Poetry & Art

Ocean Vuong and Experimental Fiction

The much-anticipated release of Ocean Vuong’s experimental fiction novel has come and gone. One of the few LGBTQIA+ POC men who broke through the glass ceiling of traditional publishing. His work is a masterpiece. Reading through his first work of fiction I couldn’t help but feel this inexplicable connection with the main character. His struggles with his immigrant family, being POC in America and an especially strong connection with his mixed mother.

Backgrounds on the narrative reflecting Vuong’s life: “Ocean Vuong’s grandfather was a US soldier posted to Vietnam; there he fell in love with ‘an illiterate girl from the rice paddies.’ They married and had three daughters, but while his grandfather was visiting family in the US, the fall of Saigon forced the family apart. His grandmother, fearing her children might be taken for adoption in the States, puts her three girls into different orphanages, and they weren’t reunited until adulthood. Vuong’s mother worked washing hair in a Saigon salon and gave birth to him when she was 18. She was discovered to be mixed race, and so banned from working by the new communist regime before the whole family was evacuated to the Philippines under the sponsorship of a US charity. Vuong was still a toddler when, after months in a refugee camp, they were admitted to the US.” (The Guardian, “On Earth We’re Briefly Gorgeous” by Ocean Vuong review – portrait of the artist as a teenager).

Although I do believe the narrative takes aspects of Ocean’s life into account I don’t believe the book is completely autobiographical fiction. The author himself said when asked at his reading at Brazos Bookstore in Houston, Texas that the characters are loosely based on his background. The reader should not infer that the narrator or the other characters are a direct reflection of the people in his life.

His mother takes up an interesting space and represents a large portion of populations affected by the American invasions. Many children were conceived by American soldiers in Korea, Vietnam, Afghanistan, Iraq, etc and many of those children never got to get to know the fathers who left when the war was over. She is a perspective that is all too real to the world but it rarely discussed in fiction. I really enjoyed getting to know her character and the struggle of a half Viet half-white woman, who passes as white physically but not in any other aspect of her life. Her part of the narrative is somewhat tied to small instances where Ocean mentions Tiger Woods. There is a connection between them and the respective mixed backgrounds that flows through the narrative.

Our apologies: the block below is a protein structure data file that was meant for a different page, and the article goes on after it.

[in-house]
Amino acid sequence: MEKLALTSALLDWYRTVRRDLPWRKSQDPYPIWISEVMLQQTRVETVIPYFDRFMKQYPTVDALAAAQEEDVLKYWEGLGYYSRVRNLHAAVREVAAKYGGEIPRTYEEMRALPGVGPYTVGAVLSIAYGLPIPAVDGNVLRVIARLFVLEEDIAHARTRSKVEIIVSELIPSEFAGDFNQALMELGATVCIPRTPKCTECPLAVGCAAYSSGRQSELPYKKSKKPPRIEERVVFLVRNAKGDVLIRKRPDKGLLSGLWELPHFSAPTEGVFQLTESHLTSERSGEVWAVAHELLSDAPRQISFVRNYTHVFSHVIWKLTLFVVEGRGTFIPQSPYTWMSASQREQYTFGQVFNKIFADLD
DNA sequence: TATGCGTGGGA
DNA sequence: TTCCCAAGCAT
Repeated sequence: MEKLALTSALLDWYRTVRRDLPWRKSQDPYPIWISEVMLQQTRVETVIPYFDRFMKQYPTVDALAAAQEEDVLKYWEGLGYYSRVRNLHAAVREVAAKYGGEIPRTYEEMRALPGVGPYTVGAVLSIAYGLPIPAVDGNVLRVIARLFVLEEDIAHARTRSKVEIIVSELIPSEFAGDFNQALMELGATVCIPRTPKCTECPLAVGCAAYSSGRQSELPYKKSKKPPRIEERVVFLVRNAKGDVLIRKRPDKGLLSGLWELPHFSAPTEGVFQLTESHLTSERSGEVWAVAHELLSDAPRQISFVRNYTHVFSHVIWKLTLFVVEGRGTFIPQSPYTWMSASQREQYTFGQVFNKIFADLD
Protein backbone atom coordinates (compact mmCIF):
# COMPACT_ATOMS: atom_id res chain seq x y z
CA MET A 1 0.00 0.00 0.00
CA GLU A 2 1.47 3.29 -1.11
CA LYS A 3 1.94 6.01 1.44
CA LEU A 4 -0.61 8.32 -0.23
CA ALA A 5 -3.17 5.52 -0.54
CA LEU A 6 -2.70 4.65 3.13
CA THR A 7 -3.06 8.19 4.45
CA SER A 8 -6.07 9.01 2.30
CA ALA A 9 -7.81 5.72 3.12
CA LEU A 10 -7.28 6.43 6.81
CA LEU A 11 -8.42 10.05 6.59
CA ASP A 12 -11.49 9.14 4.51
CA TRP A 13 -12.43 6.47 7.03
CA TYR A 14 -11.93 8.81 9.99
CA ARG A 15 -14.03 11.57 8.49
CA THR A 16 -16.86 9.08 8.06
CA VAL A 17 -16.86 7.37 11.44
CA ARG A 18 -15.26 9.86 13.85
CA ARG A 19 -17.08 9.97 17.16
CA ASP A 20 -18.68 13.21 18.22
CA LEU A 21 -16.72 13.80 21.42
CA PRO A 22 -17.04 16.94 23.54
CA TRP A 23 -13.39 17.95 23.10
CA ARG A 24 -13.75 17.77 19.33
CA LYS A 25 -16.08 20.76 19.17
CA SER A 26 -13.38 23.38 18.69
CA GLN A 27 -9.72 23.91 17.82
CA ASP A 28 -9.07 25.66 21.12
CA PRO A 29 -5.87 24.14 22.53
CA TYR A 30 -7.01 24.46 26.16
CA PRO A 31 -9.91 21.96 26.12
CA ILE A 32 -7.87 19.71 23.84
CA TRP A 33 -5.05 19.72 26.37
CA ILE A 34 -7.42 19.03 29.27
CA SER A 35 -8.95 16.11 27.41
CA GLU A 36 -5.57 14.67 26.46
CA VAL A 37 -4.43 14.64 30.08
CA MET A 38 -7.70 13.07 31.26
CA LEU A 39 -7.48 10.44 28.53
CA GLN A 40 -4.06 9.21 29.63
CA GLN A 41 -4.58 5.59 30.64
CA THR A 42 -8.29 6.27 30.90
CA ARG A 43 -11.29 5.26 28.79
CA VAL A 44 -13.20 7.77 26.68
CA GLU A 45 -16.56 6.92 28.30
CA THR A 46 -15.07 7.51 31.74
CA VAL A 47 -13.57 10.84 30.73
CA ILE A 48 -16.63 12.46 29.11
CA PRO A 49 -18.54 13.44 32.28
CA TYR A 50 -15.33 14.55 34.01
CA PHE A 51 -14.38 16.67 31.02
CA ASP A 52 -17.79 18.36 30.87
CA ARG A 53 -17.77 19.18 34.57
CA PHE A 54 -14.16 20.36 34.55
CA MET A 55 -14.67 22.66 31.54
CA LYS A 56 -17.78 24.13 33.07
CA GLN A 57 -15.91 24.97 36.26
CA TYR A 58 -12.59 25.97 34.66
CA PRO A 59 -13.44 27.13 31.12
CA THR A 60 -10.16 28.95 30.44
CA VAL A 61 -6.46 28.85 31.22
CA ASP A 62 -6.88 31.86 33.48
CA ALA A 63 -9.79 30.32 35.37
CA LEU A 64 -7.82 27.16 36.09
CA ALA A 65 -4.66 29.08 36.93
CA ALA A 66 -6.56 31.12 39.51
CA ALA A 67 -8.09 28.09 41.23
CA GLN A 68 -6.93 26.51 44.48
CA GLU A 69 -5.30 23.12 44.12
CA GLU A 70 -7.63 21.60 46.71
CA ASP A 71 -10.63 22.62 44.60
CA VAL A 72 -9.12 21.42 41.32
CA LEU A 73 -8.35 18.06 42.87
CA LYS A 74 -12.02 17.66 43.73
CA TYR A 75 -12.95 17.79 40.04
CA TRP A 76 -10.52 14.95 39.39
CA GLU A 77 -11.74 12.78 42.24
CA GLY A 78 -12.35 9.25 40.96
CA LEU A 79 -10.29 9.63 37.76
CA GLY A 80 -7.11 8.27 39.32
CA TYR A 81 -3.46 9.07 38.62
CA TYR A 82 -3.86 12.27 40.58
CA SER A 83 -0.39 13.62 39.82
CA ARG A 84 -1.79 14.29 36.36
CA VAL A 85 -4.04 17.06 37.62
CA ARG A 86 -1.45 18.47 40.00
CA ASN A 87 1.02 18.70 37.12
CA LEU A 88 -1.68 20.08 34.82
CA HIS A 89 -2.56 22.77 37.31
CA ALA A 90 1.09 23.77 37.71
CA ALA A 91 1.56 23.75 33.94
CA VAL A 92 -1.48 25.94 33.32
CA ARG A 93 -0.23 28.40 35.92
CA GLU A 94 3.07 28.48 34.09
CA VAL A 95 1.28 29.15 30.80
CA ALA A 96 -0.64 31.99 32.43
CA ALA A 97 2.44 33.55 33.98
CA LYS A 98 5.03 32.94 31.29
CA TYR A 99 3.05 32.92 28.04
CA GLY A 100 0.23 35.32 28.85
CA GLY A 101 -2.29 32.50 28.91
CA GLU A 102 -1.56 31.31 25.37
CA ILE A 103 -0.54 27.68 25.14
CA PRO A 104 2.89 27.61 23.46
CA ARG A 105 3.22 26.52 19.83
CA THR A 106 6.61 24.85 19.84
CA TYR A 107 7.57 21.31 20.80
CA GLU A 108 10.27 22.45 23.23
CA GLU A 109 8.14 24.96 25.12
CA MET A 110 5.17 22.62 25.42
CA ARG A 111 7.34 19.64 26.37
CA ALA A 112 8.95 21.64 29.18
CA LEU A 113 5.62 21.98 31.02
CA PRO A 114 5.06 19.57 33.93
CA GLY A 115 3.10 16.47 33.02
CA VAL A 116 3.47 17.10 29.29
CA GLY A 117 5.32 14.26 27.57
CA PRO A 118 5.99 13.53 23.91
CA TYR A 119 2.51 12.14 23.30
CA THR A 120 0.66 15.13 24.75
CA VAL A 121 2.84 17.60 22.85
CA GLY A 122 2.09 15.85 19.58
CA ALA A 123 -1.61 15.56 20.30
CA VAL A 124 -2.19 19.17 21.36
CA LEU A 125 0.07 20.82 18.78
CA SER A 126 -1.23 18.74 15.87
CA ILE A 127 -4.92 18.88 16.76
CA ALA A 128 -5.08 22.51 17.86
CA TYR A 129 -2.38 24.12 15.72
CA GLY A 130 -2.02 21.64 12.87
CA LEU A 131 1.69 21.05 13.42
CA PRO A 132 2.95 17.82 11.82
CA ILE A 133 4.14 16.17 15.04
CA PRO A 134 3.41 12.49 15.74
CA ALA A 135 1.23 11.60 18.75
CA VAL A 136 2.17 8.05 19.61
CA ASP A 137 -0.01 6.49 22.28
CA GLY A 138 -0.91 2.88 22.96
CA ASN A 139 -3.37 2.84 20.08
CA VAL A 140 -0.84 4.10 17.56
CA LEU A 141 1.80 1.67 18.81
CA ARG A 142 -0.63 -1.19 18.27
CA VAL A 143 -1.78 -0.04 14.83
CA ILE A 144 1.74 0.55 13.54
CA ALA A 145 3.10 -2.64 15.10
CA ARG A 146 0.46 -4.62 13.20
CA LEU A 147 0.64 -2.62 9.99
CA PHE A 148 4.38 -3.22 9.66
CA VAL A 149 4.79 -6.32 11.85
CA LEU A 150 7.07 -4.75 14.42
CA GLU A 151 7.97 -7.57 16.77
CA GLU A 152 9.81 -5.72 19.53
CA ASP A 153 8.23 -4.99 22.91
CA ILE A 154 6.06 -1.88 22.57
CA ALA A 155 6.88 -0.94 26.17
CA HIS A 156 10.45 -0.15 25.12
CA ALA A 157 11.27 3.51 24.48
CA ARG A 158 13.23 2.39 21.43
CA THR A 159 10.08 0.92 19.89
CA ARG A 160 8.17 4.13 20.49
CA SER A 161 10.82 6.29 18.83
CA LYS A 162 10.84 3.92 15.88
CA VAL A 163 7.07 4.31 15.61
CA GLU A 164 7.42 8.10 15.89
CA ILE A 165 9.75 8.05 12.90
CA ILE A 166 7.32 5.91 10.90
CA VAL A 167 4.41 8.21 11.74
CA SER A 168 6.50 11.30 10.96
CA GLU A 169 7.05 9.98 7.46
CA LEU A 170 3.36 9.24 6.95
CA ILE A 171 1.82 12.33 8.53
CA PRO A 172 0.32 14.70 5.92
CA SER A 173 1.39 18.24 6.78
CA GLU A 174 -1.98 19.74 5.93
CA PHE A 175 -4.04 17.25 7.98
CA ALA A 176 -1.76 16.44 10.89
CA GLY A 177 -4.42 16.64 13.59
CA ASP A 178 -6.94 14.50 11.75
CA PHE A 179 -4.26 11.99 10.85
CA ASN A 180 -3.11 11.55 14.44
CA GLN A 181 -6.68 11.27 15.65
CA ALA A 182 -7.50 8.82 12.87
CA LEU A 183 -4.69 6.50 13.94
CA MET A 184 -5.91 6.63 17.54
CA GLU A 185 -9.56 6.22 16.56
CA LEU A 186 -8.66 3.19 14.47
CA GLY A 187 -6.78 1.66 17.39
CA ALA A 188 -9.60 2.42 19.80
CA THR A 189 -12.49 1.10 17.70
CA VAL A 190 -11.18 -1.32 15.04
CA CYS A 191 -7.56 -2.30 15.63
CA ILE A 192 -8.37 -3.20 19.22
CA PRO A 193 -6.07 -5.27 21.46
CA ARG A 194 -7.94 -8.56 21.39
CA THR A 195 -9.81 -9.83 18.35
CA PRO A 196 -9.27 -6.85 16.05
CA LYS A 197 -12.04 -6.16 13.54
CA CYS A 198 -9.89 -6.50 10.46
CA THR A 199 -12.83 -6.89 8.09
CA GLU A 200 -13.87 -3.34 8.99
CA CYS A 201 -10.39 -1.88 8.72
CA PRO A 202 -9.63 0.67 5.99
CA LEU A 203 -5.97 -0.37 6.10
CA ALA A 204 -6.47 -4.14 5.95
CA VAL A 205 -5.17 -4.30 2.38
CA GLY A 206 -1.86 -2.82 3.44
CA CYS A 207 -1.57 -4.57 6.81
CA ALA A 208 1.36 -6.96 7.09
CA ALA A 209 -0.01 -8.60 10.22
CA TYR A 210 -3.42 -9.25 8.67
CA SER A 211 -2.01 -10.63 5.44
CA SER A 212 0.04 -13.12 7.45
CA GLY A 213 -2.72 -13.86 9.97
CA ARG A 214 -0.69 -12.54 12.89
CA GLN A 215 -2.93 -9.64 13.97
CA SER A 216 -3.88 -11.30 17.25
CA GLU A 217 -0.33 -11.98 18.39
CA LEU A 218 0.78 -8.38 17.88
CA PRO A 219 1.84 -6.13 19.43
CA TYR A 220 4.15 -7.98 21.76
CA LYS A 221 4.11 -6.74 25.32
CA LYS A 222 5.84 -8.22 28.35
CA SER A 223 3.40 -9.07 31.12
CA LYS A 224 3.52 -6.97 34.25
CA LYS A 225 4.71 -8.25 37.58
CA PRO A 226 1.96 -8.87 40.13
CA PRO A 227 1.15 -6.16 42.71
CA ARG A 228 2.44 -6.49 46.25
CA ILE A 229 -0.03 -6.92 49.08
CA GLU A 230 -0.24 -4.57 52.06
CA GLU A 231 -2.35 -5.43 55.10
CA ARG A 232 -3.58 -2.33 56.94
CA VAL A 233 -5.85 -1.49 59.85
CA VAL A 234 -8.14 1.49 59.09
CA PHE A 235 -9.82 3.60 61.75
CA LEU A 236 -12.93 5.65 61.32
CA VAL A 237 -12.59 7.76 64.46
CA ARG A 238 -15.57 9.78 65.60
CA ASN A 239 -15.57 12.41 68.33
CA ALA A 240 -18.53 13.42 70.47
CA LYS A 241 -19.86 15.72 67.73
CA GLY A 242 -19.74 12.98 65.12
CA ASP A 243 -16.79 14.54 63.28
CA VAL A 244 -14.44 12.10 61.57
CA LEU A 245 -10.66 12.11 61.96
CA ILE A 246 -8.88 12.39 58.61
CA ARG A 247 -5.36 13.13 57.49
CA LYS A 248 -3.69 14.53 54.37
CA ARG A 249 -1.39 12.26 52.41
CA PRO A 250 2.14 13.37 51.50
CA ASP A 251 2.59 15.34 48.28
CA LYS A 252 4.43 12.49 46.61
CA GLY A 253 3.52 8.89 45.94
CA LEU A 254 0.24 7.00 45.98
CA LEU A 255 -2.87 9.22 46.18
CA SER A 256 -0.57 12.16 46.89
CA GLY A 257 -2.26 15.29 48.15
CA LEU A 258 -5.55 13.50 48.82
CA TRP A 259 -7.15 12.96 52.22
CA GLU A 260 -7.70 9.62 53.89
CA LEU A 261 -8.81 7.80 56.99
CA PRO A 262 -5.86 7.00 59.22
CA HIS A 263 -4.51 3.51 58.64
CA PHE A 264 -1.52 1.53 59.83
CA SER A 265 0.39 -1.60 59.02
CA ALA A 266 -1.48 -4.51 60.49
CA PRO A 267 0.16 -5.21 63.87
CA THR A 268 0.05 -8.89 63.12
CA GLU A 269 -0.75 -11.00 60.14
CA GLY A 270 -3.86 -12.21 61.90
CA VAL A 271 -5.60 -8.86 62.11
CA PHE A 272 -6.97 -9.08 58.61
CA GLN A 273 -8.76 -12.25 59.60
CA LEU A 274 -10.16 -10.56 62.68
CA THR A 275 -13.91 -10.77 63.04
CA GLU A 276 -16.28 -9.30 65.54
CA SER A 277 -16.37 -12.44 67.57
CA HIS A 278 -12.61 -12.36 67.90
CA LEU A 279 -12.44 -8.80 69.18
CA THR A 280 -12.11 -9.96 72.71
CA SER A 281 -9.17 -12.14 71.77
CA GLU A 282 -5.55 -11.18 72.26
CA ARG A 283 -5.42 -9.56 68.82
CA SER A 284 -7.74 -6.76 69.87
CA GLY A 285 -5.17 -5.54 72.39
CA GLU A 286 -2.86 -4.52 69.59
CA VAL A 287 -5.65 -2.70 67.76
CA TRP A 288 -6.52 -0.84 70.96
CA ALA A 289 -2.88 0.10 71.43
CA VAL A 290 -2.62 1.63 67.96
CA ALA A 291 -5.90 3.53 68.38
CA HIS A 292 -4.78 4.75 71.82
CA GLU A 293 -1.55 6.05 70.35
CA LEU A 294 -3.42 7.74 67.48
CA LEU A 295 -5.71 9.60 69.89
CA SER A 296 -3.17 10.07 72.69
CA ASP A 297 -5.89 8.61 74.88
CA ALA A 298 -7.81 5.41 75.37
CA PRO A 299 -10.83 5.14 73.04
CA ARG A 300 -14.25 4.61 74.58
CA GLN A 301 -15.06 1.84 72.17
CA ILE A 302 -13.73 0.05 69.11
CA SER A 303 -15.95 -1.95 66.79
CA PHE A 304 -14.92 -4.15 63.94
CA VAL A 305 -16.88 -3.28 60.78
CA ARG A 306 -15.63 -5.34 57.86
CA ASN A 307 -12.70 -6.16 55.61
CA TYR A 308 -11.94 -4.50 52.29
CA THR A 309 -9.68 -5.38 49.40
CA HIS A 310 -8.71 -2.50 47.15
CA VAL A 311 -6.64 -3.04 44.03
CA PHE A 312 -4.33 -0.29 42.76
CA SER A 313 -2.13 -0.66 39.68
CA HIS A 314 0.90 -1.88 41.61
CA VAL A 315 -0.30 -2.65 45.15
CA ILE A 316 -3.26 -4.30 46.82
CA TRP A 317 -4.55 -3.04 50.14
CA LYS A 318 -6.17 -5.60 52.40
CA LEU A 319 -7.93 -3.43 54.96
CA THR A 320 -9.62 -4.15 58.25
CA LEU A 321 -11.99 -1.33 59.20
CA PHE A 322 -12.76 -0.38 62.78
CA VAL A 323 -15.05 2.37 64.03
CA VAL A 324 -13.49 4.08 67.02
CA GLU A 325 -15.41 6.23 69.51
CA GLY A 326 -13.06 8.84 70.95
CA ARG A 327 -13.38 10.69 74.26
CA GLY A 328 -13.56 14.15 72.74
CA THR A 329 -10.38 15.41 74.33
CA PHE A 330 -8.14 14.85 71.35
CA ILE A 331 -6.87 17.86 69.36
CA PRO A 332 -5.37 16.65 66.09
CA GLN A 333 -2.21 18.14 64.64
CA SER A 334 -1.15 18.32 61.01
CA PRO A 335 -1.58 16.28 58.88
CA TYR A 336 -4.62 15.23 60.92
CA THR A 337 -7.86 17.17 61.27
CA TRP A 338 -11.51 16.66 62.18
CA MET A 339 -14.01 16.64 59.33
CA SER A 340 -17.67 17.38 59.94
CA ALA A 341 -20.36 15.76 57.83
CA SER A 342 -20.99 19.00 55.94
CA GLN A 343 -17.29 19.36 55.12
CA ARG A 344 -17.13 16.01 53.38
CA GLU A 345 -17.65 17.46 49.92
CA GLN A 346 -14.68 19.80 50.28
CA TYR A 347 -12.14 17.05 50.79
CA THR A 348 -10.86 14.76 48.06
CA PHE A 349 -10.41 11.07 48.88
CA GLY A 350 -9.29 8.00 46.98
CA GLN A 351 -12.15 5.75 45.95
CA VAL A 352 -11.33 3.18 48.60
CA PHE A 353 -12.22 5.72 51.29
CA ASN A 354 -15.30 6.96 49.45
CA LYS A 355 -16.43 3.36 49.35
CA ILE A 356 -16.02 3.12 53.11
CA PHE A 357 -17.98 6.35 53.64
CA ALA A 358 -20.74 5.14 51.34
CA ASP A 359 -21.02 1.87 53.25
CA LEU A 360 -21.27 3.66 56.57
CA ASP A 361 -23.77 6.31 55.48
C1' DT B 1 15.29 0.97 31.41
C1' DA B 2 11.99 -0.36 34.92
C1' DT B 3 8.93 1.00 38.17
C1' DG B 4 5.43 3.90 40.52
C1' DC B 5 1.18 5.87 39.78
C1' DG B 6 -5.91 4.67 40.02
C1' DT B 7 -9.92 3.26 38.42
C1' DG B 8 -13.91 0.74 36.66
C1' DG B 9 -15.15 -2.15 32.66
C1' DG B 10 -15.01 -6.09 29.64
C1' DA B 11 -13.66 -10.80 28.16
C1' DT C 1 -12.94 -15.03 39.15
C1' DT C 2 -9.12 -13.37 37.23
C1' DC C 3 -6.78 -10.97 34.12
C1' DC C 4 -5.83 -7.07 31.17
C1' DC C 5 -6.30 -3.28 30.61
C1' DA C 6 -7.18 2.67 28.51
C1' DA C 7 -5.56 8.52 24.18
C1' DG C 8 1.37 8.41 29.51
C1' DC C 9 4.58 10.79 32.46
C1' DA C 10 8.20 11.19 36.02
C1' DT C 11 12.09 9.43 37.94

Overall the book is a successful experimental piece. The reader is engaged by the plot and narrative and matched with his beautiful poetic prose the book is nothing short of amazing. Although it is clear that fiction is not his primary genre, that doesn’t mean the book isn’t an amazing work of fiction.

by Tamara Al-Qaisi-Coleman

Tamara Al-Qaisi-Coleman a bi racial Muslim writer and artist. She is a graduate of the University of Houston with dual degrees in both English and History. She is the Administrative Coordinator at Writers in the Schools and the Marketing Director of Defunkt Magazine. She is especially interested in the subject of Middle Eastern History and culture and predominantly writes from the Arab-American perspective. She creates in a variety of genres and media. Her fiction publications include “Naming the Stars” in the 10th issue of Scintilla Magazine, “Akhira” in Issue 1 of Paper Trains Journal, “Gallery Blues” published in The Bayou Review: The Women's Issue. Her essay “Dying as an Immediate but not Permanent Reality in Love in the Time of Cholera” can be found in Glass Mountain, Volume 21. Tamara is also a visual artist, her work has been published in Cosumnes River Journal, and Sonder Midwest Review. She was the creator of Shards Magazine and maintained chief editorship for the inaugural through the seventh issue of that publication.


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